In determining whether the petitioner has made the required showing, we review the claims presented in his § 2254 petition and generally assess their merit. See Miller-El, 537 U.S. at 336. In doing so, we "look to the District Court's application of AEDPA to petitioner's constitutional claims and ask whether that resolution was debatable among jurists of reason." Id. Thus, where petitioner's federal habeas claims were adjudicated on the merits in state court, we will grant an application for a COA only where the state court decision was debatably "'contrary to, or involved an unreasonable application of, clearly established Federal law, as determined by the Supreme Court . . .' or was 'based on an unreasonable determination of the facts in light of the evidence presented in the State court proceeding.' 28 U.S.C. § 2254(d)." Dockins v. Hines, 374 F.3d 935, 936-37 (10th Cir. 2004). "If the claim was not heard on the merits by the state courts, and the federal district court made its own determination in the first instance, we review the district court's conclusions of law de novo and its findings of fact, if any, for clear error." LaFevers v. Gibson, 182 F.3d 705, 711 (10th Cir.1999).
Federal courts need not review habeas corpus issues that were defaulted in state courts if the default constitutes an independent and adequate state ground unless cause and prejudice or a fundamental miscarriage of justice can be shown. See Coleman v. Thompson, 501 U.S. 722, 750 (1991). Mr. Turner contends the state procedural rule barring presentation of the issues of prosecutorial misconduct and insufficiency of the evidence is not firmly established and regularly applied. We decline to address whether Kansas Supreme Court Rule 183(c) is an independent and adequate state procedural ground to bar Mr. Turner's claims. Rather, like the district court, we reach the merits of his claims. See United States v. Wright, 43 F.3d 491, 496 (10th Cir. 1994) (declining to address whether a claim was procedurally barred when claim would fail on the merits). We first address those claims decided on the merits for the first time in the federal habeas proceedings, and follow with a discussion of the claims decided on the merits in the state proceedings, applying the appropriate standards in turn.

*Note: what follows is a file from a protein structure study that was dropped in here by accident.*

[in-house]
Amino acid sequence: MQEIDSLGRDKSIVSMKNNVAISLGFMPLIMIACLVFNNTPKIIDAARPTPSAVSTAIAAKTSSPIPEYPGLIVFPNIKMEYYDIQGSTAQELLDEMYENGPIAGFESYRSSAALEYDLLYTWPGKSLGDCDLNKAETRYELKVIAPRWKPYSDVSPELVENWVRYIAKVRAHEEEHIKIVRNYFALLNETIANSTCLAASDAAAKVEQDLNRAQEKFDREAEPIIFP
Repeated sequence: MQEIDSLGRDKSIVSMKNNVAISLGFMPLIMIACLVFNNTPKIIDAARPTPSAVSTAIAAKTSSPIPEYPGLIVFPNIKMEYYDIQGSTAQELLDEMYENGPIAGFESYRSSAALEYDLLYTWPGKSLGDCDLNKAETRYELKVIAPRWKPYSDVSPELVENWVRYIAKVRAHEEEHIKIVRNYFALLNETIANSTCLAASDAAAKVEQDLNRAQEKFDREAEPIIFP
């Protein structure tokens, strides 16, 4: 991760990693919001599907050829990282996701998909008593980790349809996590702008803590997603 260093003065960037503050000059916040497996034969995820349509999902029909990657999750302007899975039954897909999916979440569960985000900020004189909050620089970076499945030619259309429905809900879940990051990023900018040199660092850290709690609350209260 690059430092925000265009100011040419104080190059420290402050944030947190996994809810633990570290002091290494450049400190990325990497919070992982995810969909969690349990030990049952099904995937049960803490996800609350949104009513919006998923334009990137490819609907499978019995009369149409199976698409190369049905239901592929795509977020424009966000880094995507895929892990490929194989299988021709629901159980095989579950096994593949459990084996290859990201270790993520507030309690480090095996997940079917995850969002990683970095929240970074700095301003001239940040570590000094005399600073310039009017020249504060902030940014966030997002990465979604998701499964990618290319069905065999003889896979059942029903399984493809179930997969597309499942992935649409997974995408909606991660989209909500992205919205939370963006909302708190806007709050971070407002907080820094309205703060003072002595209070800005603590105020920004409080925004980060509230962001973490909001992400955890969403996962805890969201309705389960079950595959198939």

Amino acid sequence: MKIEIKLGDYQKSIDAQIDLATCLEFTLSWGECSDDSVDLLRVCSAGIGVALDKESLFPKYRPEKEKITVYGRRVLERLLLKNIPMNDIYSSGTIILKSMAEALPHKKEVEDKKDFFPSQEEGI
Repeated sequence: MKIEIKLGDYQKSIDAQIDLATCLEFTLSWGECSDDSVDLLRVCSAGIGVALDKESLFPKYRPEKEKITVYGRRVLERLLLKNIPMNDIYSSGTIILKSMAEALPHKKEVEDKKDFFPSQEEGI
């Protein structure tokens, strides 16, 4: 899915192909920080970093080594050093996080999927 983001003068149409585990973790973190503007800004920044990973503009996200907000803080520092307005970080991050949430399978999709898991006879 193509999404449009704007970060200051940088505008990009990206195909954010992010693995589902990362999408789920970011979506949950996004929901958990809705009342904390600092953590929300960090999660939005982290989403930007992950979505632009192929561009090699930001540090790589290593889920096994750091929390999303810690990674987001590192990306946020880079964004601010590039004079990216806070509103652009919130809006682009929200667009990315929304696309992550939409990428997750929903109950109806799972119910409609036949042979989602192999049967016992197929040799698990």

We review a sufficiency of the evidence claim in a habeas corpus proceeding to determine whether, after viewing the evidence in the light most favorable to the prosecution, any rational trier of fact could have found the essential elements of the crime beyond a reasonable doubt. Kelly v. Roberts, 998 F.2d 802, 807, 808 (10th Cir. 1993). We accept the jury's resolution of the evidence as long as it is within the bounds of reason. Id. at 808. "This standard of review respects the jury's responsibility to weigh the evidence and draw reasonable inferences from the testimony presented at trial." Dockins, 374 F.3d at 939. Here, the testimony of the victims and third-parties provided substantial and credible evidence from which the jury could easily and rationally conclude that Mr. Turner was guilty beyond a reasonable doubt of the crimes charged. Mr. Turner points to no evidence that discredits the victim and witness accounts of the crimes.